August 19, 2019
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Canteen on Colombia-Venezuela border feeds more than 4,000 migrants daily

Villa de Rosaria (Colombia), Feb 8 (efe-epa).- A canteen less than a kilometer from Colombia's border with Venezuela has become a vital cornerstone in the daily sustenance of nearly 4,000 Venezuelans who cross the frontier on a daily basis just to grab lunch there and, with a little luck, find something to bring back to their families.

Crowds in search of a humble plate of food, often the only thing they will eat in the day, descend on the Casa de Paso de la Divina Providencia eatery, which is tucked away in Villa del Rosario, a residential suburb of Cucuta in northeast Colombia near the Simon Bolivar bridge that connects the nation with its crisis-struck neighbor.

Feeding the needy has become a mammoth task for the canteen's staff dishing out food from Monday to Saturday.

Lines of people stretch out from the establishment all the way to a park located two streets away.

Under a tropical sun that beats down on those waiting patiently, beads of sweat roll off the foreheads of the men, women and children waiting for their turn to have lunch.

Dishes of rice, lentils, shredded meat and yuca, a root vegetable also known as cassava, are served up to a grateful clientèle, said Carlos Rodriguez, a regular customer who has come to eat at the community canteen every day for the last four months.

"To get here, I had to walk eight blocks," Rodriguez said, describing his wait in line. He arrives at the eatery, an initiative supported by the local Catholic church, on foot from his home town of San Antonio del Tachira, which lies just over the border.

Nelly Amparo Garcia, who also crosses the Simon Bolivar bridge each day, walks an hour and a half to get to the canteen, where the menu changes daily.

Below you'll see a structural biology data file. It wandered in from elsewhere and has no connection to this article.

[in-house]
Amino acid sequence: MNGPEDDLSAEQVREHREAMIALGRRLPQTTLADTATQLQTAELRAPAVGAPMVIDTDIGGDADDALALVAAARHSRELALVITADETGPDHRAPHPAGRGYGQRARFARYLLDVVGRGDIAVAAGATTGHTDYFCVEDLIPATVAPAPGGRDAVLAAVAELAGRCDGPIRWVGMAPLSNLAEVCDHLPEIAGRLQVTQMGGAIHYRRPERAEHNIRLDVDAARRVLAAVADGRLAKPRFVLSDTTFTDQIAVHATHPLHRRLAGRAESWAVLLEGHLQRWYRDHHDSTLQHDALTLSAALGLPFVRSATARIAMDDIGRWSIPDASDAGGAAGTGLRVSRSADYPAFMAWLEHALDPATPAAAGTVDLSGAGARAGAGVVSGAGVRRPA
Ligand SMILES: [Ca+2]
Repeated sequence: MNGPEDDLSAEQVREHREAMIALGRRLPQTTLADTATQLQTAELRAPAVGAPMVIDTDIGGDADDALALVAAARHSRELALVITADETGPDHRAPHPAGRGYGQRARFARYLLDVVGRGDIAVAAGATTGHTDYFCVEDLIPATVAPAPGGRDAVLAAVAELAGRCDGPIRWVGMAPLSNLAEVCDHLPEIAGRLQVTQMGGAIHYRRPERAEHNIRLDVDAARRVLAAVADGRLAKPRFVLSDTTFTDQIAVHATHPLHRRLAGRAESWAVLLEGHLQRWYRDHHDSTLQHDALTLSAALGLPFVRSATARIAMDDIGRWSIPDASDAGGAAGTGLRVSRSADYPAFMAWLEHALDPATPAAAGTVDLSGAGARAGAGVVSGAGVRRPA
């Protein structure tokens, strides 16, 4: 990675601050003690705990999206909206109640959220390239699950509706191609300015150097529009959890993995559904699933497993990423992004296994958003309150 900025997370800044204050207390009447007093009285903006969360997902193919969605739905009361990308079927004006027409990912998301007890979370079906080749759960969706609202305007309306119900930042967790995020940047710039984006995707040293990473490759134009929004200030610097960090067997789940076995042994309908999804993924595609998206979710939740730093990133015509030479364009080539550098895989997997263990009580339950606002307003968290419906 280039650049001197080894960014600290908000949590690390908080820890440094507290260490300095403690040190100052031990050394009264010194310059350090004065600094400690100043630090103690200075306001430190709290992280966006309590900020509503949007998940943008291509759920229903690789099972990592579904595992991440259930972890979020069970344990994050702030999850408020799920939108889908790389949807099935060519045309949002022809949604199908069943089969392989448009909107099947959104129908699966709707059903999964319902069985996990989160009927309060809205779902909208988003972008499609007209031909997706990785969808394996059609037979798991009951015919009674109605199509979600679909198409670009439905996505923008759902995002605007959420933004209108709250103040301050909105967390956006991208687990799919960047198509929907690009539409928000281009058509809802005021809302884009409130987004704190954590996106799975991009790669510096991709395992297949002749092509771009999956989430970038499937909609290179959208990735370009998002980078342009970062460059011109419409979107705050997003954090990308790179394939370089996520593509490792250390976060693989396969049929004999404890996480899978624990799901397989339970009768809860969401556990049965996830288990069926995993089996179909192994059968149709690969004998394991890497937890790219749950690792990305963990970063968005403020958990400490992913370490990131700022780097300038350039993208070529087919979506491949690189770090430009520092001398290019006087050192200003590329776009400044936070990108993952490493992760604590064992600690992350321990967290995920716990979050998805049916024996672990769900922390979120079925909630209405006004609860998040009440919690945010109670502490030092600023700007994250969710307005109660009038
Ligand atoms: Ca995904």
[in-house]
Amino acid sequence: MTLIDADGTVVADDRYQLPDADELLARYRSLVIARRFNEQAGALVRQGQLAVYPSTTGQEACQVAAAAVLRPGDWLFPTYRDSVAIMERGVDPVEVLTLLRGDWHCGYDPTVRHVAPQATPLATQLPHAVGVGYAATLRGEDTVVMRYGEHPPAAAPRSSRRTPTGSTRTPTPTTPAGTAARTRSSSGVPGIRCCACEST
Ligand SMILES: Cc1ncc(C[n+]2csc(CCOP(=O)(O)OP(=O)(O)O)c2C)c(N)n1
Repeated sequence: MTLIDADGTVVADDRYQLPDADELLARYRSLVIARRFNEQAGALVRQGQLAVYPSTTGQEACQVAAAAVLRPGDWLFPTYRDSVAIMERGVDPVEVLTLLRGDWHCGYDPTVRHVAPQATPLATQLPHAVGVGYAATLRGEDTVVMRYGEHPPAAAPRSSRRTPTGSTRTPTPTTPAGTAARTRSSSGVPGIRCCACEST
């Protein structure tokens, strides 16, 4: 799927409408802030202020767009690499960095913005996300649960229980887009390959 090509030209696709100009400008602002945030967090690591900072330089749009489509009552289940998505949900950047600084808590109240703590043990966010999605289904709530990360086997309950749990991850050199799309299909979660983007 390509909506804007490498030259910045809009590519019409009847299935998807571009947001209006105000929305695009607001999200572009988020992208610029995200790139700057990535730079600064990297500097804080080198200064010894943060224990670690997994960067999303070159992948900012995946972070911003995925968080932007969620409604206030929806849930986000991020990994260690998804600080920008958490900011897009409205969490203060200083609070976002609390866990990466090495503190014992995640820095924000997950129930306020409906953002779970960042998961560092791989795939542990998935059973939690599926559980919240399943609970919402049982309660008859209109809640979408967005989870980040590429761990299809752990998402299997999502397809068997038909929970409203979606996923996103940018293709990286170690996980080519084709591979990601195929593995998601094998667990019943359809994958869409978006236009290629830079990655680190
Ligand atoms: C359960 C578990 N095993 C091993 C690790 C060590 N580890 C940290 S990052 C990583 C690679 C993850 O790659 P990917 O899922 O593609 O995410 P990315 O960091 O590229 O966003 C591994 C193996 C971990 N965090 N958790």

"Today they gave us some delicious lentils. The canteen is really nice and they are very attentive, everything is sparkling clean," she told EFE.

The eatery's facade is decorated with images of the Virgin Mary, Pope Francis and Mother Theresa.

Garcia said she is thankful for the food she receives there, given the shortages in her home country, where food and medicine have become scarce amid an ongoing socio-political crisis.

The idea for the food center came in 2017 when, inspired by the Pope's message that people should support and help migrants around the world, Colombian priest Jose David Cañas Perez, who belongs to the Cacuta diocese, wanted to do his part.

The priest said members of the footwear and garment industry in Cacuta, which are an important part of the local economy, began to provide lunches for the Venezuelans crossing the bridge.

The community support center first opened on June 5, 2017, but it quickly became clear they could not cater to everyone who lined up for food, so decided to instead tend to the neediest.

That changed last year, when the United Nations World Food Programme stepped in to help prepare the lunches.

There are now three types of people working at the center: some are volunteers from the Catholic Church, some are Venezuelans, who receive an extra plate of food at the end of their shift for their service, and the others are from the WFP.

Once inside the center, the migrant Venezuelans can nourish themselves, but also take shelter from the harsh sun that scorches this region of South America.

Venezuela was currently gripped in a political crisis resulting from years of hyperinflation and declining living standards.

President Nicolas Maduro has become increasingly cornered as the international community ramped up calls for him to call early presidential elections as a way to solve the bitter crisis.

Juan Guaido, the current leader of the Venezuelan parliament, on Jan. 23 declared himself the legitimate caretaker president of the county in a direct challenge to Maduro. The United States and the European Union's most powerful nations have recognized his claim, although Maduro's main creditor Russia and historic backer China have vowed their support to the embattled leader.

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